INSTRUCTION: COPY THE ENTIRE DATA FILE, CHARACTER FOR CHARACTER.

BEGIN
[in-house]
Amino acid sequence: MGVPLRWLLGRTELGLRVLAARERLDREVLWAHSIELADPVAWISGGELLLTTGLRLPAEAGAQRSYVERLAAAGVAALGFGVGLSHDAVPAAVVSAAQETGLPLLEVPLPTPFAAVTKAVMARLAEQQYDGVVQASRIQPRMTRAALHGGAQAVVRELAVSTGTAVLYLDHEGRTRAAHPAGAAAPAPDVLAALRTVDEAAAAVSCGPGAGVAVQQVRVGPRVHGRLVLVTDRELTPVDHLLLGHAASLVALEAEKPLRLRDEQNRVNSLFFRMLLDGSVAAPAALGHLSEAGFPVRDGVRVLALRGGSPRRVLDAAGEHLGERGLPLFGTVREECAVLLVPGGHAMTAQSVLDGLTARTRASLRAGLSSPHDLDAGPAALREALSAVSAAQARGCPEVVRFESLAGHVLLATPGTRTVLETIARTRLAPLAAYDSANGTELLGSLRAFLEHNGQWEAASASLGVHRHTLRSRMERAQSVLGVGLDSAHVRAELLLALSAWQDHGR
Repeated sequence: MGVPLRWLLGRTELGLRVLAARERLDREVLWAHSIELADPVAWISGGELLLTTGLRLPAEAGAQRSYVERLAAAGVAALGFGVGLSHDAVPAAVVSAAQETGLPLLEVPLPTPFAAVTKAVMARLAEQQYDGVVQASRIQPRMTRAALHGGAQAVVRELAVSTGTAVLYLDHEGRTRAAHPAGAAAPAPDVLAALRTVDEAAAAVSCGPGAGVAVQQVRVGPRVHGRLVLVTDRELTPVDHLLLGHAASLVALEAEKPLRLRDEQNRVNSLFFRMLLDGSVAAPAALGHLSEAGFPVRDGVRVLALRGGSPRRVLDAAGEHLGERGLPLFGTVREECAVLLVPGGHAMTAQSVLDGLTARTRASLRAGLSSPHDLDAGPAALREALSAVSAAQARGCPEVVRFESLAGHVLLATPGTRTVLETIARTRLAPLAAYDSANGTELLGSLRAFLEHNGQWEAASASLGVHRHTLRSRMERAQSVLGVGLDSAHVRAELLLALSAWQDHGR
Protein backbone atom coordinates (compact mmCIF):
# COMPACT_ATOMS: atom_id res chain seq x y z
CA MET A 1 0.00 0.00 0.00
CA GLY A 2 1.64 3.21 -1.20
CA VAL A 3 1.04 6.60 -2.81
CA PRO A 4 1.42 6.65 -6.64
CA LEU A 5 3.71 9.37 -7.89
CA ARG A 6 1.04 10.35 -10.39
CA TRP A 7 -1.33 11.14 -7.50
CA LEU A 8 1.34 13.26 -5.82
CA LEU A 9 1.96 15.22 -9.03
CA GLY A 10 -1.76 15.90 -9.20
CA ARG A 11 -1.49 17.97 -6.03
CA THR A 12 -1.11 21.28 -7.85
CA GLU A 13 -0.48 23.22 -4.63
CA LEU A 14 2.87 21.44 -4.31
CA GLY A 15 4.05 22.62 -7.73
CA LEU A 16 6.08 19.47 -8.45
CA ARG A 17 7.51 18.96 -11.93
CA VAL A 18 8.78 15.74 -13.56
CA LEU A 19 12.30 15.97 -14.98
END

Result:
[in-house]
Amino acid sequence: MGVPLRWLLGRTELGLRVLAARERLDREVLWAHSIELADPVAWISGGELLLTTGLRLPAEAGAQRSYVERLAAAGVAALGFGVGLSHDAVPAAVVSAAQETGLPLLEVPLPTPFAAVTKAVMARLAEQQYDGVVQASRIQPRMTRAALHGGAQAVVRELAVSTGTAVLYLDHEGRTRAAHPAGAAAPAPDVLAALRTVDEAAAAVSCGPGAGVAVQQVRVGPRVHGRLVLVTDRELTPVDHLLLGHAASLVALEAEKPLRLRDEQNRVNSLFFRMLLDGSVAAPAALGHLSEAGFPVRDGVRVLALRGGSPRRVLDAAGEHLGERGLPLFGTVREECAVLLVPGGHAMTAQSVLDGLTARTRASLRAGLSSPHDLDAGPAALREALSAVSAAQARGCPEVVRFESLAGHVLLATPGTRTVLETIARTRLAPLAAYDSANGTELLGSLRAFLEHNGQWEAASASLGVHRHTLRSRMERAQSVLGVGLDSAHVRAELLLALSAWQDHGR
Repeated sequence: MGVPLRWLLGRTELGLRVLAARERLDREVLWAHSIELADPVAWISGGELLLTTGLRLPAEAGAQRSYVERLAAAGVAALGFGVGLSHDAVPAAVVSAAQETGLPLLEVPLPTPFAAVTKAVMARLAEQQYDGVVQASRIQPRMTRAALHGGAQAVVRELAVSTGTAVLYLDHEGRTRAAHPAGAAAPAPDVLAALRTVDEAAAAVSCGPGAGVAVQQVRVGPRVHGRLVLVTDRELTPVDHLLLGHAASLVALEAEKPLRLRDEQNRVNSLFFRMLLDGSVAAPAALGHLSEAGFPVRDGVRVLALRGGSPRRVLDAAGEHLGERGLPLFGTVREECAVLLVPGGHAMTAQSVLDGLTARTRASLRAGLSSPHDLDAGPAALREALSAVSAAQARGCPEVVRFESLAGHVLLATPGTRTVLETIARTRLAPLAAYDSANGTELLGSLRAFLEHNGQWEAASASLGVHRHTLRSRMERAQSVLGVGLDSAHVRAELLLALSAWQDHGR
Protein backbone atom coordinates (compact mmCIF):
# COMPACT_ATOMS: atom_id res chain seq x y z
CA MET A 1 0.00 0.00 0.00
CA GLY A 2 1.64 3.21 -1.20
CA VAL A 3 1.04 6.60 -2.81
CA PRO A 4 1.42 6.65 -6.64
CA LEU A 5 3.71 9.37 -7.89
CA ARG A 6 1.04 10.35 -10.39
CA TRP A 7 -1.33 11.14 -7.50
CA LEU A 8 1.34 13.26 -5.82
CA LEU A 9 1.96 15.22 -9.03
CA GLY A 10 -1.76 15.90 -9.20
CA ARG A 11 -1.49 17.97 -6.03
CA THR A 12 -1.11 21.28 -7.85
CA GLU A 13 -0.48 23.22 -4.63
CA LEU A 14 2.87 21.44 -4.31
CA GLY A 15 4.05 22.62 -7.73
CA LEU A 16 6.08 19.47 -8.45
CA ARG A 17 7.51 18.96 -11.93
CA VAL A 18 8.78 15.74 -13.56
CA LEU A 19 12.30 15.97 -14.98